Some
previous posts examined differences in the average and median career touchdowns
for first and second choice QB draft picks.
This post looks at the variance and the risk associated with different
picks. I attempt to add insight about
the draft for quarterbacks and the nature of risk.
Data:
The questions in this post require analysis of the descriptive data
presented below. The raw data spanned
the 1970 to 2002 time period. The sample
size is 33 years.
Descriptive Statistics on Number of Touchdowns for
First and Second Choice
QB Picks


FirstChoice Pick

SecondChoice Pick


Average

129.5

77.6

Median

124.0

44.0

Min

1.0

0.0

25th Percentile

33.0

11.0

75th Percentile

174.0

125.0

Max

491.0

363.0

STD

109.3

87.2

Range

490.0

363.0

Interquartile Range

141.0

114.0

# of QB S with fewer than
25 career TDs

8.0

13.0

% of QBs with fewer than 25 career TDS

24.2%

39.4%

Sample
Size

33.0

33.0

See my
previous post for the raw data.
Question:
Is the variance career touchdowns of firstchoice picks significantly
different than the variance performance of secondchoice picks over the 1970 to
2002 period? Conduct the hypothesis
test.
Discussion:
Is a comparison of the variance of career touchdowns for firstchoice QB
picks and secondchoice QB picks an appropriate way to measure the relative
risk of firstchoice and secondchoice QB picks? What statistics would better measure performance
risk for these two groups?
Analysis:
Question: Use the Ftest for equality of
variances. See the reference below.
The sample
variances are the square of the sample standard deviations. The test statistic used to test the hypothesis
that the population variances are identical is the ratio of the sample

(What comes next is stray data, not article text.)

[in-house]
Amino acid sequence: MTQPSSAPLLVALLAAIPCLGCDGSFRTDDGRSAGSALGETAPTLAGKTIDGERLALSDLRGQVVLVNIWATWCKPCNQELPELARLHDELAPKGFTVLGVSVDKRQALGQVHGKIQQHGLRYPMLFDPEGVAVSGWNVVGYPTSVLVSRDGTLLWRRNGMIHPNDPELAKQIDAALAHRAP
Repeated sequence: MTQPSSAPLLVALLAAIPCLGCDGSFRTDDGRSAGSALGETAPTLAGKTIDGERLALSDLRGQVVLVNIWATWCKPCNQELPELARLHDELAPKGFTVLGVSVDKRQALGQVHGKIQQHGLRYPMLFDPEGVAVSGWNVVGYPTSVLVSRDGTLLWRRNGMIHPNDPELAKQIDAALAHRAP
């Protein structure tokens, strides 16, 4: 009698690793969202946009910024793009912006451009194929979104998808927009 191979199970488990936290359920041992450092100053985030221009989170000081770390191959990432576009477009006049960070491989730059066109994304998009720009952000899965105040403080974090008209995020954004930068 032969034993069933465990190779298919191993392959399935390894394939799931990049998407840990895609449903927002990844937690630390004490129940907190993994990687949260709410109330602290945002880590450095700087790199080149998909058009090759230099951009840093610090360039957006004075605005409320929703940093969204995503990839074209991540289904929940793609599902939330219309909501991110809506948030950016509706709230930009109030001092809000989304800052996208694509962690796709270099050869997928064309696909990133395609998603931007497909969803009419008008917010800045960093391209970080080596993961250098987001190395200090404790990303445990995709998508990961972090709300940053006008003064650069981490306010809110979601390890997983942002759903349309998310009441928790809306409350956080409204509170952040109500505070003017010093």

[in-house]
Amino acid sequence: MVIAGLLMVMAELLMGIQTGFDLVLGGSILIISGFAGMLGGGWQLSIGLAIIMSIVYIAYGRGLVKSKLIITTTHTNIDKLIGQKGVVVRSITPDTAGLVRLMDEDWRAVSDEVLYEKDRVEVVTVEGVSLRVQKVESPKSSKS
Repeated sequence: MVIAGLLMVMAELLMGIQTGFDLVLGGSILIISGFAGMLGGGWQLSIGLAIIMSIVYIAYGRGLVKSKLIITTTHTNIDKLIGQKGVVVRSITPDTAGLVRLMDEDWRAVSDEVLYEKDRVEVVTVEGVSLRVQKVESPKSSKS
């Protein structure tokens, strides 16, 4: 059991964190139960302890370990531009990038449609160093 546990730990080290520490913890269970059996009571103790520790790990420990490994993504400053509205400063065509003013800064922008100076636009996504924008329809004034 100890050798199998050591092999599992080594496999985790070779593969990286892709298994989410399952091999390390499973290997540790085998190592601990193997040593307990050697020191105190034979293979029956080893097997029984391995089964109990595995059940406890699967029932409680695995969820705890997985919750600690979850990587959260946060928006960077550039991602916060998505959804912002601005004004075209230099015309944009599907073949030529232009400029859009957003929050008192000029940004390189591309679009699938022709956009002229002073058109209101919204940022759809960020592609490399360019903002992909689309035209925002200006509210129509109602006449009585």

variances
(S_{1})^{2}/(S_{2})^{2}
is 11,956/7597 which is 1.57.
The test
statistic follows the F distribution with 32 degrees of freedom for both the
denominator and numerator.
The pvalue
for the Fstatistics is 0.104.
Interestingly,
I didn’t look this up in a stat book. I
found a free pvalue calculator for the F distribution on the Internet. Link is below.
The
variance of firstchoice picks is not statistically different than the variance
of secondchoice picks for a pvalue of 0.10.
Discussion: The variance of career touchdowns across
draft choices is NOT a good measure of performance risk. The high variance for firstchoice picks
is the result of more superstars among the firstchoice picks than among the
secondchoice picks.
Risk,
properly measured, does not increase in a population because of good performances
at the upper end of the spectrum. Risk
should measure the likelihood of poor performance
The table
contains two useful measures of risk.
First, the
coefficient of variation (the ratio of the standard deviation to the mean)
adjusts for the higher variance associated with some high values that increase
the mean career touchdowns.
Second, the
probability of only getting a few career touchdowns is a direct measure of
unsuccessful picks among firstQB and secondQB choices. I looked at the proportion of QBs in each
sample with fewer than 25 TDs. The
difference between 24.2% for the firstchoice QBs and 39.4% for the
secondchoice QBs is substantial.
In many
respects the measurement of QBpick risk is similar to the measurement of
financial risk in a portfolio of stocks.
The use of the standard deviation – the most commonly used statistic for
the measurement of portfolio risk – seems silly because a high standard
deviation might stem from superior performance among a few stocks.
A portfolio
with Google in it in the early 2000s would have a high standard deviation. Would this portfolio be less risky if it had
not contained Google?
The higher
variance of firstchoice picks stems from the existence of more QBs with a
larger number of touchdowns among firstchoice QBs. Second choice QB picks are more risky because
they are more likely to have a relatively short career with little production.
Authors Note:
I hoped to have some work done comparing running backs to quarterbacks
prior to the NFL draft. Work has been
delayed because I am moving to Denver.
#NFL DRAFT
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